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Canadians are five times more likely to support than to oppose Canada's current prostitution legislation

Tuesday, October 27, 2020 10:23:00 AM

2020 Pan-Canadian Poll, a new national poll conducted by Nanos Research on behalf of the London Abused Women's Centre (LAWC), Concertation des luttes contre l'exploitation sexuelle (CLES) and the Coalition Against Trafficking in Women (CATW), in collaboration with Canadian organizations, reveals Canadians' views on legislative approaches to prostitution and other prostitution related issues (poll results, methodology and technical note attached).

With the Government of Canada's announcement that it will evaluate the impact of the 2014 Protection of Communities and Exploited Persons Act (PCEPA), enacted to address prostitution in Canada, this first national poll researching prostitution will help ensure that the views of Canadians are represented in the evaluation; help inform the process; and help raise public awareness about Canada's current legislation.

The PCEPA addresses the system of prostitution by solely decriminalizing individuals who are bought and sold in prostitution, while holding accountable purchasers of sexual acts ("sex buyers"), promoters of prostitution (pimping) owners and managers of commercial sex establishments (e.g. brothels, illicit massage parlors, escort services), and other third-party exploiters.

The poll results are of interest to Canadians and the Government of Canada.

- 49% of Canadians support Canada's current prostitution legislation, which is almost five times more than those who are opposed (11%)
- 46% of Canadians are more likely to support the current legislation as their preferred approach to addressing prostitution. This number is almost twice as many as those supporting prostitution as a legal profession where there are no laws against prostitution, including pimps, brothel owner-operators, sex buyers, and those selling sex (24%), and almost three times more than those supporting prostitution being illegal and all those involved in selling sexual services being criminalized (16%)
- 61% of Canadians agree that the federal and provincial governments should provide appropriate funding to organizations working with women in prostitution to provide long-term counselling and support services, which is almost nine times more than those opposed (7%)
- 51% of Canadians disagree with approving of a family member to pay for sexual services, which is more than four times more than those who agree (12%)
- 43% of Canadians agree that if most women and people had viable economic alternatives, they would not choose to engage in prostitution. This is more than four times more than those who disagree (10%)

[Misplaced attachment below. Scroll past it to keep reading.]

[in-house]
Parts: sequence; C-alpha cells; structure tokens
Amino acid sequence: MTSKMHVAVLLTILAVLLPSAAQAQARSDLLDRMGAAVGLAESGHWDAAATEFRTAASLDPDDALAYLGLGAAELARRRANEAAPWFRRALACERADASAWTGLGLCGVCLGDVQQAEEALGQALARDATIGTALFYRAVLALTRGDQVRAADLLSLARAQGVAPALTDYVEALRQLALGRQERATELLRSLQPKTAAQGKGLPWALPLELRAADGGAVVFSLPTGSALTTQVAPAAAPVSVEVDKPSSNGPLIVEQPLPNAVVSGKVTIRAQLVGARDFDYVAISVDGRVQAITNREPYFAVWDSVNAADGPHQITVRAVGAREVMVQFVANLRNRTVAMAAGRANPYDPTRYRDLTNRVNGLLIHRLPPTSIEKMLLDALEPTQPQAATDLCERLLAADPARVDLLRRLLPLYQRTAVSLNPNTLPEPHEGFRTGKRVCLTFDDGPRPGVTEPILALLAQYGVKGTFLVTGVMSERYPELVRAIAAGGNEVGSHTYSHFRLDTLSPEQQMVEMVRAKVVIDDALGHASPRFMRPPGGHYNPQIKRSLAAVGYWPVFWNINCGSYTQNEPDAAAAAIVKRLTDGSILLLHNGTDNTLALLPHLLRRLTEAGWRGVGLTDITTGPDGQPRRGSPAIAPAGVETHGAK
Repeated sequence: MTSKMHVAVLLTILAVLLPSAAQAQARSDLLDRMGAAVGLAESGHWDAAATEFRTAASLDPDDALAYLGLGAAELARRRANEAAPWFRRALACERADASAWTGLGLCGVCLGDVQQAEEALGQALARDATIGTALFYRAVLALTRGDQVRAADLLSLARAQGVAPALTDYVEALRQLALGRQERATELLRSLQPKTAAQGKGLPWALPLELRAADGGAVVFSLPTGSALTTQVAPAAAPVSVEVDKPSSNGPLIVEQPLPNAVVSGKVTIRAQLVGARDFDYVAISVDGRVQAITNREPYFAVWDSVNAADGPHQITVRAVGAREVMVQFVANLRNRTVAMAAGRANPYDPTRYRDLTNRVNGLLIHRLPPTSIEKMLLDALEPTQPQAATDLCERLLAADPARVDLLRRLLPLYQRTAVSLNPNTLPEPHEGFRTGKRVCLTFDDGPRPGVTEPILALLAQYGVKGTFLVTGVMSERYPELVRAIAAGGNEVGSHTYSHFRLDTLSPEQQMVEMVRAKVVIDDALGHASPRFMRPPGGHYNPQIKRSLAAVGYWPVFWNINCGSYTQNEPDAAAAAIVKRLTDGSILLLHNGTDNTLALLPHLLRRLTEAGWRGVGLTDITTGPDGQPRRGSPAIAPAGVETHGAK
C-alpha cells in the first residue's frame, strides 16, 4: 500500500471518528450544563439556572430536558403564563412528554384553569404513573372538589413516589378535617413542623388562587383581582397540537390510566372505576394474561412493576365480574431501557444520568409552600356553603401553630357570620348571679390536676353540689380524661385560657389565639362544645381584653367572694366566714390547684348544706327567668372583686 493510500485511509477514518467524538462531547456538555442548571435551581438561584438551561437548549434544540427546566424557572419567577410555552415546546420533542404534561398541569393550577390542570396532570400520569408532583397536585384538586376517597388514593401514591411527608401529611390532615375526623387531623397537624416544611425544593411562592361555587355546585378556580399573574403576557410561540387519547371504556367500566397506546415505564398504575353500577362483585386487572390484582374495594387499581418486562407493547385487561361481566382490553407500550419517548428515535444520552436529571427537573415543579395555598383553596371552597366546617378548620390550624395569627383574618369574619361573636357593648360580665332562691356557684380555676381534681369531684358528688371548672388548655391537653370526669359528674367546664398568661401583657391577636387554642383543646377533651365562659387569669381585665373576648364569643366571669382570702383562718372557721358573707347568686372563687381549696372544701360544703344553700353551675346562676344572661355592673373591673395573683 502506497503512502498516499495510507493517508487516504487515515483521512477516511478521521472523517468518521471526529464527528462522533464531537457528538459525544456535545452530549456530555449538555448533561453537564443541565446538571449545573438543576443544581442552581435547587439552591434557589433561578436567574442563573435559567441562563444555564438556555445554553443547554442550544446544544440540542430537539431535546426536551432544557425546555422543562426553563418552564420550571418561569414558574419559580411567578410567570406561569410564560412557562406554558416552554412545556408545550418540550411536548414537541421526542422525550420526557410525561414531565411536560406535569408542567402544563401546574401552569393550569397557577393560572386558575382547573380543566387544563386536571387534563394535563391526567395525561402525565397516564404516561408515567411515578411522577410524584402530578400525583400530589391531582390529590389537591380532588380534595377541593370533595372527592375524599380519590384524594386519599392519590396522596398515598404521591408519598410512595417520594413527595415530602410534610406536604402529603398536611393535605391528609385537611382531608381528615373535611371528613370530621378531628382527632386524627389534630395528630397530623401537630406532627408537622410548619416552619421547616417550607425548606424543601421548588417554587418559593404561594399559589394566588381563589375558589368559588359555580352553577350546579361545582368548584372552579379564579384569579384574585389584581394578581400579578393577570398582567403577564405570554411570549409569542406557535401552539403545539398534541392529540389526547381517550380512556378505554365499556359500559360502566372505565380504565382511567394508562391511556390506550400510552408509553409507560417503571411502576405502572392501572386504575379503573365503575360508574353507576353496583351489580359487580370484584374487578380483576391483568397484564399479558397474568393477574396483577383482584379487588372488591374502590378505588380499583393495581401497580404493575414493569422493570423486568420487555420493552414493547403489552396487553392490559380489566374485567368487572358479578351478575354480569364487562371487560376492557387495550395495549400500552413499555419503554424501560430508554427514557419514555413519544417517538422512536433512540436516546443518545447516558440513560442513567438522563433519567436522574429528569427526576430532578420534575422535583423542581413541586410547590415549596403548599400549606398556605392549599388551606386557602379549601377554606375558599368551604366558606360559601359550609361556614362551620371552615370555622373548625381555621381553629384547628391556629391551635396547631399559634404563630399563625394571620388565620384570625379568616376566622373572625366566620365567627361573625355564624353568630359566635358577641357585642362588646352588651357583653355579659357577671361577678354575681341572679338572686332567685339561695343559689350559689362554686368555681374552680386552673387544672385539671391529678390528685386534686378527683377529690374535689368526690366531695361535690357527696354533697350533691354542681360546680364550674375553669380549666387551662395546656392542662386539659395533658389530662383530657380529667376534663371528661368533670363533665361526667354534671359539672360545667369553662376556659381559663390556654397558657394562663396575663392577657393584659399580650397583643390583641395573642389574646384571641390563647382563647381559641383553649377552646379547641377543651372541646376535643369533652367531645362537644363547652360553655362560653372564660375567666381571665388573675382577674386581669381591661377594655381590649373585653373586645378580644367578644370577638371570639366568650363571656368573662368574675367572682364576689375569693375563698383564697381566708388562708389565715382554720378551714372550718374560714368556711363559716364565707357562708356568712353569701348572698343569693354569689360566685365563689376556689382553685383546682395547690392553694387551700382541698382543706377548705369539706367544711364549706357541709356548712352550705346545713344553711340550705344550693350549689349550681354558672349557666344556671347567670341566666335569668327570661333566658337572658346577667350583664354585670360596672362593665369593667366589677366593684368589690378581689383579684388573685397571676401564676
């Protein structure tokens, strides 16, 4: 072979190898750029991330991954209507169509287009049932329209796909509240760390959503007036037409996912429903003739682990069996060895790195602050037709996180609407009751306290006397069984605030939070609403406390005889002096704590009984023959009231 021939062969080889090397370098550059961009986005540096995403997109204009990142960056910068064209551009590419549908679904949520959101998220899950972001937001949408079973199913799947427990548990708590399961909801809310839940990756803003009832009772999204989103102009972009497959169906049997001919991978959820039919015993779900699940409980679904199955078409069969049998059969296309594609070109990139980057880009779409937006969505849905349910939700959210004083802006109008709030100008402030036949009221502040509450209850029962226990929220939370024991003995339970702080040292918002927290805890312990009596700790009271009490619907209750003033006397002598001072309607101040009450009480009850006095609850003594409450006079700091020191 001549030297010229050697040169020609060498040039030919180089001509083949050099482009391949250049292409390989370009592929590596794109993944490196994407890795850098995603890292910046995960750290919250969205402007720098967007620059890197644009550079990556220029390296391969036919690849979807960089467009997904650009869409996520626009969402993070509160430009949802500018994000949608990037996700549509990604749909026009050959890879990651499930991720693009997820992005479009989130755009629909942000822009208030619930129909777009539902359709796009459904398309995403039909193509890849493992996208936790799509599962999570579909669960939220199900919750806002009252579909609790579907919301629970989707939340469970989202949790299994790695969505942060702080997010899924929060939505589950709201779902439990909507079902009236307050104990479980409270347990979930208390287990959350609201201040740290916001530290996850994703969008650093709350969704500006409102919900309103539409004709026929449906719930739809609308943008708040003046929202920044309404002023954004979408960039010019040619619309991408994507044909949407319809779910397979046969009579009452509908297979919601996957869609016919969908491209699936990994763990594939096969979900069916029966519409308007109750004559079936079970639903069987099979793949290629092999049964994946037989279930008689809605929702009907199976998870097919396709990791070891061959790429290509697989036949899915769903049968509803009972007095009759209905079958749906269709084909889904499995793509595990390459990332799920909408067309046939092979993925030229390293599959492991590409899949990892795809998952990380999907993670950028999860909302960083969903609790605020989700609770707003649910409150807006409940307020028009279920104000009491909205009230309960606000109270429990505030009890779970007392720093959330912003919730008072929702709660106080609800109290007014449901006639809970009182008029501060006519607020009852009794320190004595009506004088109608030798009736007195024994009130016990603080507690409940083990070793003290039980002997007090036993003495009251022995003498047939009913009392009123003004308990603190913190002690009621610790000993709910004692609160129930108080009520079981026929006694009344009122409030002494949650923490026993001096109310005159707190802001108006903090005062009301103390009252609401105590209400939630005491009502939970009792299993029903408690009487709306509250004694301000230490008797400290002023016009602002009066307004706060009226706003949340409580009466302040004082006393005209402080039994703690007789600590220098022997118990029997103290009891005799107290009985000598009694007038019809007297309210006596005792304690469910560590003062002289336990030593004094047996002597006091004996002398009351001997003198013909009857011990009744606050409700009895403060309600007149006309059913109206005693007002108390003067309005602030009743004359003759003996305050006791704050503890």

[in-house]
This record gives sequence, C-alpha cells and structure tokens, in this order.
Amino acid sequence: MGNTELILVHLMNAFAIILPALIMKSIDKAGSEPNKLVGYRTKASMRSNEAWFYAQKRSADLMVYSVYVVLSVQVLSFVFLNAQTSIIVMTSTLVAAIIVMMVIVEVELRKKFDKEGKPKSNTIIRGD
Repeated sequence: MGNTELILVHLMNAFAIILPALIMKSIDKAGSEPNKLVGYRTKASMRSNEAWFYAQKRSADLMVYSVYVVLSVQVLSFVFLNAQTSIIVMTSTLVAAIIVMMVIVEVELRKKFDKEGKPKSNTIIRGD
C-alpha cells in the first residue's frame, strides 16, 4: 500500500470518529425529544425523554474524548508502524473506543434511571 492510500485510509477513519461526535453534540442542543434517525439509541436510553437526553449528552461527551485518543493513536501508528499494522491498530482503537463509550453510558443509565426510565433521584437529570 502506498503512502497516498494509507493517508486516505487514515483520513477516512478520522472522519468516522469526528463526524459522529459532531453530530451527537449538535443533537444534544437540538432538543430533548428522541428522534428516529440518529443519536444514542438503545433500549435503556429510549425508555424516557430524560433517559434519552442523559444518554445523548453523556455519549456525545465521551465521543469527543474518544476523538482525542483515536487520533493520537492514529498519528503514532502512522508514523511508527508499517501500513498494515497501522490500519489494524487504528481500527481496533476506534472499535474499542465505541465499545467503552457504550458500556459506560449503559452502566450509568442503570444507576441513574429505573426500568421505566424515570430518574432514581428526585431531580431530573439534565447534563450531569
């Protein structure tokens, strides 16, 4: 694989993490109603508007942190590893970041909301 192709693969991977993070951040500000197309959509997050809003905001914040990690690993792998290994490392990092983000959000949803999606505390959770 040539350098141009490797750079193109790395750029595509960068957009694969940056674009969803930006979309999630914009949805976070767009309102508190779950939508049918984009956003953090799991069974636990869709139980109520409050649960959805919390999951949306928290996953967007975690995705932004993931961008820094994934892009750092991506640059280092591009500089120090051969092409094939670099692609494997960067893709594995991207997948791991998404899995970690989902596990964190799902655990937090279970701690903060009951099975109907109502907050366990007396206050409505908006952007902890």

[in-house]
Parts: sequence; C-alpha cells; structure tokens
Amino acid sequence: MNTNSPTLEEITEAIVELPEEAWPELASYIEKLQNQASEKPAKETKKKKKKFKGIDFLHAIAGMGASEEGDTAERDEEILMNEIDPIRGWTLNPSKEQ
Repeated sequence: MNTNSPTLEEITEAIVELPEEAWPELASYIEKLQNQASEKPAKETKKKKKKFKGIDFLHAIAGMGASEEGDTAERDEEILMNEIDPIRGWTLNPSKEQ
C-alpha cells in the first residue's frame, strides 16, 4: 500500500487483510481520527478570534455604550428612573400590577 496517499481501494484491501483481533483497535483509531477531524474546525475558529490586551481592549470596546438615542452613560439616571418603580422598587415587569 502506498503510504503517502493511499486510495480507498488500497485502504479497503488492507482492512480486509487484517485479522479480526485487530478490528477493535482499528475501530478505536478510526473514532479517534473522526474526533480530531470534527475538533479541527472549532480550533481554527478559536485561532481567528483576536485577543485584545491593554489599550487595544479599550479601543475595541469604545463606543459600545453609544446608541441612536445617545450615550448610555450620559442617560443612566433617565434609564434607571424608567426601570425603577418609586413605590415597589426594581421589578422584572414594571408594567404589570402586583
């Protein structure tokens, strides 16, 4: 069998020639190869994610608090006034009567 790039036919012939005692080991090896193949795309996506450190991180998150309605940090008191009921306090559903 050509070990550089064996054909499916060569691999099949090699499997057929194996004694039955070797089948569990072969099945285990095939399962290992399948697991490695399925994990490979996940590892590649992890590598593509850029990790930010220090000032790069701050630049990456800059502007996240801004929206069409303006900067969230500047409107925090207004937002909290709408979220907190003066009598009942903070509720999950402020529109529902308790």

- When asked if prostitution should be viewed as a profession or job like any other profession or job, 34% of Canadians agreed and 26% disagreed. However, when asked to what extent Canadians support prostitution as a legal profession, with all activities around prostitution including sex purchasing, selling sexual services, pimping, trafficking and brothel ownership-operation being legal, 45% of Canadians were opposed which is more than twice as many as those who supported (17%).


In December 2014, The Protection of Communities and Exploited Persons Act (also known as the Nordic or Equality Model) received Royal Assent and became law. The law does not criminalize women and people who are bought and sold in the sex trade. The law protects those who sell their own sexual services from criminal liability. The law mandates the government to provide services to prostituted and sex trafficked individuals, who are mostly women and girls, while prohibiting the purchase of sexual acts; owning or operating a brothel; pimping; and trafficking.

The most comprehensive overview of Ontarians' views of the legislative approach to prostitution was completed in 2018. The poll resulted in 58% of Ontarians opposing any changes to the Protection of Communities and Exploited Persons Act that would decriminalize pimps, brothel owners and sex buying (

The Government of Canada intends to evaluate the success of the legislation, now five years since its passage, in protecting communities, helping survivors access services and holding sex purchasers and traffickers accountable.

This current poll was done to ensure that the views of Canadians are represented in the government's evaluation. Both the Ontario and national polls demonstrate that many more Canadians are supportive of Canada's current prostitution legislation and would not endorse the legalization or full decriminalization of prostitution.

SOURCE: London Abused Women's Centre